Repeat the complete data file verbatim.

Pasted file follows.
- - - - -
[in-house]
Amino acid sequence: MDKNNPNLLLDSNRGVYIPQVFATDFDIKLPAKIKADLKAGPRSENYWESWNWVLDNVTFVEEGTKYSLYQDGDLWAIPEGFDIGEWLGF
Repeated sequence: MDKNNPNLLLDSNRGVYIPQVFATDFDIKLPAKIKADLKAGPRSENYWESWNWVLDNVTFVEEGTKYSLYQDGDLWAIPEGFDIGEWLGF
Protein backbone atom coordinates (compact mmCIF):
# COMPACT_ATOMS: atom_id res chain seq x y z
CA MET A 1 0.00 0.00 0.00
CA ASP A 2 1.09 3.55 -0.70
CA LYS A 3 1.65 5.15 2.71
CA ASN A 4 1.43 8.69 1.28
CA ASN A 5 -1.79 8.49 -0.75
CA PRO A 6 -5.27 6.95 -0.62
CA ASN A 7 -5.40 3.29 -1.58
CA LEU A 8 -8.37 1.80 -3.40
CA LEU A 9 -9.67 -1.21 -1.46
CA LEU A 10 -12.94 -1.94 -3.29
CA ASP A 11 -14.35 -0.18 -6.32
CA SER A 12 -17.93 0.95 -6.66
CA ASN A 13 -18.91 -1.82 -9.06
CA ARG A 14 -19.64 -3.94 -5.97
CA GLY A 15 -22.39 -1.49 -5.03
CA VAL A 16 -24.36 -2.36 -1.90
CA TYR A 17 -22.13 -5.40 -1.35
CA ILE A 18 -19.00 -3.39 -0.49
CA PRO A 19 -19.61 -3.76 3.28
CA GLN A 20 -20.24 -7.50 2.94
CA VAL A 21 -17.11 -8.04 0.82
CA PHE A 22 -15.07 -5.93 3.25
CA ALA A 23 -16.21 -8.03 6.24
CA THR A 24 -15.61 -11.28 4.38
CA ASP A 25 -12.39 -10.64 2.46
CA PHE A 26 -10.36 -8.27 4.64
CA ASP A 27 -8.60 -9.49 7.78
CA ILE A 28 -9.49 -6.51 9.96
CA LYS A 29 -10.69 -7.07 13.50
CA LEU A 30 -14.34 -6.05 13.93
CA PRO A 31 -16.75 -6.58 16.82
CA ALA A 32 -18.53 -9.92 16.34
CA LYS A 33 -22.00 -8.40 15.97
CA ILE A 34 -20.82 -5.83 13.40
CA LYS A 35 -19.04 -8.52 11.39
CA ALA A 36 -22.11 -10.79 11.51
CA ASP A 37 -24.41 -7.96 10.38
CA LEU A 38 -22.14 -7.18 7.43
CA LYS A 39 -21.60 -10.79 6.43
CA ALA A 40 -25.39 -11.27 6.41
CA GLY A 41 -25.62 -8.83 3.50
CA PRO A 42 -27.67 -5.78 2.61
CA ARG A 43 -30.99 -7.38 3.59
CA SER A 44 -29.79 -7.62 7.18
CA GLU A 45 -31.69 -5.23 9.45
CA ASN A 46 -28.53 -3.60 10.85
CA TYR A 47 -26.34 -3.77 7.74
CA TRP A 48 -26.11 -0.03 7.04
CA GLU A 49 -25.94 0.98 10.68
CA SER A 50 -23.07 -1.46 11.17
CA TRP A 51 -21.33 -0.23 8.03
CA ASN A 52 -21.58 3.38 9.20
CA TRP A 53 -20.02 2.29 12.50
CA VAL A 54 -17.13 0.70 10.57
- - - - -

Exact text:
[in-house]
Amino acid sequence: MDKNNPNLLLDSNRGVYIPQVFATDFDIKLPAKIKADLKAGPRSENYWESWNWVLDNVTFVEEGTKYSLYQDGDLWAIPEGFDIGEWLGF
Repeated sequence: MDKNNPNLLLDSNRGVYIPQVFATDFDIKLPAKIKADLKAGPRSENYWESWNWVLDNVTFVEEGTKYSLYQDGDLWAIPEGFDIGEWLGF
Protein backbone atom coordinates (compact mmCIF):
# COMPACT_ATOMS: atom_id res chain seq x y z
CA MET A 1 0.00 0.00 0.00
CA ASP A 2 1.09 3.55 -0.70
CA LYS A 3 1.65 5.15 2.71
CA ASN A 4 1.43 8.69 1.28
CA ASN A 5 -1.79 8.49 -0.75
CA PRO A 6 -5.27 6.95 -0.62
CA ASN A 7 -5.40 3.29 -1.58
CA LEU A 8 -8.37 1.80 -3.40
CA LEU A 9 -9.67 -1.21 -1.46
CA LEU A 10 -12.94 -1.94 -3.29
CA ASP A 11 -14.35 -0.18 -6.32
CA SER A 12 -17.93 0.95 -6.66
CA ASN A 13 -18.91 -1.82 -9.06
CA ARG A 14 -19.64 -3.94 -5.97
CA GLY A 15 -22.39 -1.49 -5.03
CA VAL A 16 -24.36 -2.36 -1.90
CA TYR A 17 -22.13 -5.40 -1.35
CA ILE A 18 -19.00 -3.39 -0.49
CA PRO A 19 -19.61 -3.76 3.28
CA GLN A 20 -20.24 -7.50 2.94
CA VAL A 21 -17.11 -8.04 0.82
CA PHE A 22 -15.07 -5.93 3.25
CA ALA A 23 -16.21 -8.03 6.24
CA THR A 24 -15.61 -11.28 4.38
CA ASP A 25 -12.39 -10.64 2.46
CA PHE A 26 -10.36 -8.27 4.64
CA ASP A 27 -8.60 -9.49 7.78
CA ILE A 28 -9.49 -6.51 9.96
CA LYS A 29 -10.69 -7.07 13.50
CA LEU A 30 -14.34 -6.05 13.93
CA PRO A 31 -16.75 -6.58 16.82
CA ALA A 32 -18.53 -9.92 16.34
CA LYS A 33 -22.00 -8.40 15.97
CA ILE A 34 -20.82 -5.83 13.40
CA LYS A 35 -19.04 -8.52 11.39
CA ALA A 36 -22.11 -10.79 11.51
CA ASP A 37 -24.41 -7.96 10.38
CA LEU A 38 -22.14 -7.18 7.43
CA LYS A 39 -21.60 -10.79 6.43
CA ALA A 40 -25.39 -11.27 6.41
CA GLY A 41 -25.62 -8.83 3.50
CA PRO A 42 -27.67 -5.78 2.61
CA ARG A 43 -30.99 -7.38 3.59
CA SER A 44 -29.79 -7.62 7.18
CA GLU A 45 -31.69 -5.23 9.45
CA ASN A 46 -28.53 -3.60 10.85
CA TYR A 47 -26.34 -3.77 7.74
CA TRP A 48 -26.11 -0.03 7.04
CA GLU A 49 -25.94 0.98 10.68
CA SER A 50 -23.07 -1.46 11.17
CA TRP A 51 -21.33 -0.23 8.03
CA ASN A 52 -21.58 3.38 9.20
CA TRP A 53 -20.02 2.29 12.50
CA VAL A 54 -17.13 0.70 10.57